Building a Himi Tenma in 1/10 Scale – Part 6 (Final)

One of the features of this model is something that appears on many Japanese wooden boats, and dealing with it has been on my mind since this project began. I’m talking about the mooring bits, called the kanzashi. On this boat, they are tapered square posts with a faceted knob at the end.

On the real boat, these were made of honiki, but for a 1/10 scale model, I decided to use a harder wood that I have on hand, some Castello boxwood, which I use in ship modeling all the time, as there is no grain, has a nice tan color, and carves beautifully.

As it turned out, these were pretty easy to make. So much so that I made a pair and decided they were too short and quickly made another pair.

These were large enough that, rather than trying to carve a post to fix them into the mooring beam, I drilled them out and inserted very small birch dowels. These then fit easily and securely into holes drilled into the mooring beam.

The final stage was to lash the mooring beam down to the bow beam directly underneath it. This I did using some excess rigging line from a completed Woody Joe kit. I took about 6 turns around the beams and then wrapped around the waist of the lashing and tied off. I then secured the knot with a little glue and trimmed off the excess line. This holds the mooring beam very securely.

In the above photo, you can catch a glimpse of the next item that I’ll talk about, the ro, or sculling oar. The oar is made from a different material from that used to build a boat. I like the oar that came with the Tosa Wasen kit that I got from Thermal Studio in Japan. In that kit, the ro was made of hou wood (also called hounoki), or Japanese magnolia. It’s a grayish tan wood, so it adds a slightly color accent to the model.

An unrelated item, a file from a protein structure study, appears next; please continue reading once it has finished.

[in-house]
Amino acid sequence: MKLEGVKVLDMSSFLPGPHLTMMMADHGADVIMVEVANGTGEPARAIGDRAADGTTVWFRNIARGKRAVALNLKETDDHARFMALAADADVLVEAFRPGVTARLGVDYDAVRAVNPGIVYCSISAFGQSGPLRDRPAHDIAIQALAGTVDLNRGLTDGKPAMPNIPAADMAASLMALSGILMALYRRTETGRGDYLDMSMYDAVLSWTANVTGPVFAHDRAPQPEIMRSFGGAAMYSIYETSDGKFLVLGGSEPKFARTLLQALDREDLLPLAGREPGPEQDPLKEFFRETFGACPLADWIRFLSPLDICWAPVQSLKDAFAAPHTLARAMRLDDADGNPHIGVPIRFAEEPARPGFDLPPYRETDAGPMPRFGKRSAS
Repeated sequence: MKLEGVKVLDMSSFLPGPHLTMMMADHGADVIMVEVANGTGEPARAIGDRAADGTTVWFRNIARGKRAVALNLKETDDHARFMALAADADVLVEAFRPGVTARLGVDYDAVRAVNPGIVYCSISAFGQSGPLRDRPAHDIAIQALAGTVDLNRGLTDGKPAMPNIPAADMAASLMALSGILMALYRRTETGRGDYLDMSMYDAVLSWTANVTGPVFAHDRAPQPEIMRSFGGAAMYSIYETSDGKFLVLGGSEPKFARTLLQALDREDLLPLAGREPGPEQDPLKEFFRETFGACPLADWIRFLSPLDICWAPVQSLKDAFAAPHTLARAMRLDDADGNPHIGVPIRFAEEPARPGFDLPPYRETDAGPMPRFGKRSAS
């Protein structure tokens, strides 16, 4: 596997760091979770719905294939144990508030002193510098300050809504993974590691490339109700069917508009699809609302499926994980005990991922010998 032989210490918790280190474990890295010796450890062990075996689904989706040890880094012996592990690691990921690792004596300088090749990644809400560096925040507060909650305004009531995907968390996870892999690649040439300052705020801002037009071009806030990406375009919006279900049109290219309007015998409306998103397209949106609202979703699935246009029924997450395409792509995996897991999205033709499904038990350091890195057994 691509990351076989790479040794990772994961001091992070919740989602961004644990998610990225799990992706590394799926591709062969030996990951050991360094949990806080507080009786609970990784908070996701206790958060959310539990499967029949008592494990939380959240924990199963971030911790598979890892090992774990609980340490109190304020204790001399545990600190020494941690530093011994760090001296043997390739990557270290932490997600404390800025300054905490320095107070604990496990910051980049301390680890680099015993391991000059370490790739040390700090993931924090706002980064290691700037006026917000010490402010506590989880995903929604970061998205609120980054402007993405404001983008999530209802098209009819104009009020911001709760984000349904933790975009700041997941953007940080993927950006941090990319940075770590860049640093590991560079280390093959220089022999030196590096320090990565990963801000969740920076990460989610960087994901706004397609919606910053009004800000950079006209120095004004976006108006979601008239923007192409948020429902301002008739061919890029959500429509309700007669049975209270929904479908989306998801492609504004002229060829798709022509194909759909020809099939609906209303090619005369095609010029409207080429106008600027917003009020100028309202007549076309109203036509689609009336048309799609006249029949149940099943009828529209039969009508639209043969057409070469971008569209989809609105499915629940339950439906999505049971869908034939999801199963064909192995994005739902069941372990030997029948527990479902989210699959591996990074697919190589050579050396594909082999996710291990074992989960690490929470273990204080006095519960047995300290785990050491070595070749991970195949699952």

While I don’t have any supply of hou, but I happen to have an old drumstick from my taiko playing days – yes, I played the big Japanese drums for about 10 years. So, I put the drumstick, called a bachi in Japanese, to one last good use, immortalizing it in one of my wasen models.

For a pattern, I used one I’d gotten from the book Japanese Wooden Boatbuilding, by Douglas Brooks. There’s a nice drawing on page 127 of one that’s just the right size for my model.

I decide to add a key to lock the head of the oar to the long blade. I then glued the pieces together and then wrapped them together with two small rope lashings. The rope lashings may not be very accurate, as I don’t know how far back the history of this particular boat goes, and certainly since around the middle of the 20th century, these would have simply been bolted together.

This ro is the right size, but it’s really not the correct style. It’s probably more reflective of the Tokyo boat builder’s style. The ones used on Toyama boats seem to be a little bulkier, more rugged looking. But, I think this ro will work for the model.

The last items to add to the model were the hayao, which is a loop of rope that attaches to the handle of the ro to help hold the ro in place, and the hayaoneko, which is wooden block attached to the inside of the hull for securing the hayao.

With that, the Himi Tenmasen model is complete.

The completed model was packed up and shipped to its new home on Saturday, and I learned today that it has safely arrived and will be going up on the new owner’s mantle.

Given that I now have two books on boats and boatbuilding of Toyama prefecture and direct contact with the curator of the Himi City Museum, I should really consider building another Toyama boat. There are a lot to choose from, so I’ll definitely be looking at possible future subject for some time. Ω

 

 

 

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